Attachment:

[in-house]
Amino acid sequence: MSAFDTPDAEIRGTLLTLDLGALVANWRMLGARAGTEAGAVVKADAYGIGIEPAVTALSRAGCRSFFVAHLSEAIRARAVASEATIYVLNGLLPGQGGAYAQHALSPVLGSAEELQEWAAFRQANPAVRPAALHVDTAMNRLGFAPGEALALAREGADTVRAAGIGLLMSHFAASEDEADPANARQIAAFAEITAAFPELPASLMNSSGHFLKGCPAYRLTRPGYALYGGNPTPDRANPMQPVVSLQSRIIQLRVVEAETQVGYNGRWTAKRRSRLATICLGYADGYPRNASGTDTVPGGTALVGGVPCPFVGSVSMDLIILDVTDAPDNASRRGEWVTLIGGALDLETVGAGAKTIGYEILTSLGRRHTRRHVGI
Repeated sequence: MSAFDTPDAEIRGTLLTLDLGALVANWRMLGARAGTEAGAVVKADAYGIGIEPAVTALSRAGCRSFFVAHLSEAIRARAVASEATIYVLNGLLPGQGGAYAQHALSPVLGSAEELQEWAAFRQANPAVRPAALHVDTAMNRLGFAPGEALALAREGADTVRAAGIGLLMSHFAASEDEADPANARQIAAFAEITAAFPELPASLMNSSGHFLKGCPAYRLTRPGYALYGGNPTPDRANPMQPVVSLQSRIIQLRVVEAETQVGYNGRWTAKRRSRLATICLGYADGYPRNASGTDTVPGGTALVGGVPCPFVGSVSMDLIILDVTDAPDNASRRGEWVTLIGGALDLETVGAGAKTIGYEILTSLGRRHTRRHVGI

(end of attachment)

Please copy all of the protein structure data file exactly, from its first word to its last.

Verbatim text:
[in-house]
Amino acid sequence: MSAFDTPDAEIRGTLLTLDLGALVANWRMLGARAGTEAGAVVKADAYGIGIEPAVTALSRAGCRSFFVAHLSEAIRARAVASEATIYVLNGLLPGQGGAYAQHALSPVLGSAEELQEWAAFRQANPAVRPAALHVDTAMNRLGFAPGEALALAREGADTVRAAGIGLLMSHFAASEDEADPANARQIAAFAEITAAFPELPASLMNSSGHFLKGCPAYRLTRPGYALYGGNPTPDRANPMQPVVSLQSRIIQLRVVEAETQVGYNGRWTAKRRSRLATICLGYADGYPRNASGTDTVPGGTALVGGVPCPFVGSVSMDLIILDVTDAPDNASRRGEWVTLIGGALDLETVGAGAKTIGYEILTSLGRRHTRRHVGI
Repeated sequence: MSAFDTPDAEIRGTLLTLDLGALVANWRMLGARAGTEAGAVVKADAYGIGIEPAVTALSRAGCRSFFVAHLSEAIRARAVASEATIYVLNGLLPGQGGAYAQHALSPVLGSAEELQEWAAFRQANPAVRPAALHVDTAMNRLGFAPGEALALAREGADTVRAAGIGLLMSHFAASEDEADPANARQIAAFAEITAAFPELPASLMNSSGHFLKGCPAYRLTRPGYALYGGNPTPDRANPMQPVVSLQSRIIQLRVVEAETQVGYNGRWTAKRRSRLATICLGYADGYPRNASGTDTVPGGTALVGGVPCPFVGSVSMDLIILDVTDAPDNASRRGEWVTLIGGALDLETVGAGAKTIGYEILTSLGRRHTRRHVGI